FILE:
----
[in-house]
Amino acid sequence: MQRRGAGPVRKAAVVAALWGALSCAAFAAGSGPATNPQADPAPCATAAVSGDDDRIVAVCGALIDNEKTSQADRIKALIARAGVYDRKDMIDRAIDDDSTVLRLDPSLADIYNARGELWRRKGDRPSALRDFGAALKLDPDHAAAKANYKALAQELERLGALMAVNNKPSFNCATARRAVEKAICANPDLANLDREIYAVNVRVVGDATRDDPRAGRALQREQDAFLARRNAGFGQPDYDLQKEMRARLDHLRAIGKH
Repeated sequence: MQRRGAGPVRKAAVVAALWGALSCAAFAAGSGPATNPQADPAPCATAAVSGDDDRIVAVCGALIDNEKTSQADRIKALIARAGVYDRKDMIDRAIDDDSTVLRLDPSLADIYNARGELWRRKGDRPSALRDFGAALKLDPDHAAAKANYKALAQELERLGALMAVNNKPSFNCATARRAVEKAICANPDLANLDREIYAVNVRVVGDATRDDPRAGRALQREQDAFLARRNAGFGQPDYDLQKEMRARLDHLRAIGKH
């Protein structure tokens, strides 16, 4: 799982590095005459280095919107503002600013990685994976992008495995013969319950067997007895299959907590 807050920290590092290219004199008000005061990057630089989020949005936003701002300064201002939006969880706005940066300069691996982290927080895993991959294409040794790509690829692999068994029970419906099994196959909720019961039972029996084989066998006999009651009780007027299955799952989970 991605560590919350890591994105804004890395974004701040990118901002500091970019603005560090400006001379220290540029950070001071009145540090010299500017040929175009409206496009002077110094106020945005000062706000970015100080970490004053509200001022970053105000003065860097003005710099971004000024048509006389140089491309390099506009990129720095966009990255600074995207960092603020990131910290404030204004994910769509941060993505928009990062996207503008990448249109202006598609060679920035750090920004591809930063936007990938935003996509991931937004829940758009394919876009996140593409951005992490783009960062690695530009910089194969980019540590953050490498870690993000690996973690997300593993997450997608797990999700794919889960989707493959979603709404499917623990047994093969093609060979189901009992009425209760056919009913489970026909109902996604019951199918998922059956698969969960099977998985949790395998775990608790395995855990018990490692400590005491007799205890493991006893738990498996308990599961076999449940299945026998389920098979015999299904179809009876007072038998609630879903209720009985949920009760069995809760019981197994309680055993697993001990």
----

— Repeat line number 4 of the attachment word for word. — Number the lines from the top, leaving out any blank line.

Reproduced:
């Protein structure tokens, strides 16, 4: 799982590095005459280095919107503002600013990685994976992008495995013969319950067997007895299959907590 807050920290590092290219004199008000005061990057630089989020949005936003701002300064201002939006969880706005940066300069691996982290927080895993991959294409040794790509690829692999068994029970419906099994196959909720019961039972029996084989066998006999009651009780007027299955799952989970 991605560590919350890591994105804004890395974004701040990118901002500091970019603005560090400006001379220290540029950070001071009145540090010299500017040929175009409206496009002077110094106020945005000062706000970015100080970490004053509200001022970053105000003065860097003005710099971004000024048509006389140089491309390099506009990129720095966009990255600074995207960092603020990131910290404030204004994910769509941060993505928009990062996207503008990448249109202006598609060679920035750090920004591809930063936007990938935003996509991931937004829940758009394919876009996140593409951005992490783009960062690695530009910089194969980019540590953050490498870690993000690996973690997300593993997450997608797990999700794919889960989707493959979603709404499917623990047994093969093609060979189901009992009425209760056919009913489970026909109902996604019951199918998922059956698969969960099977998985949790395998775990608790395995855990018990490692400590005491007799205890493991006893738990498996308990599961076999449940299945026998389920098979015999299904179809009876007072038998609630879903209720009985949920009760069995809760019981197994309680055993697993001990």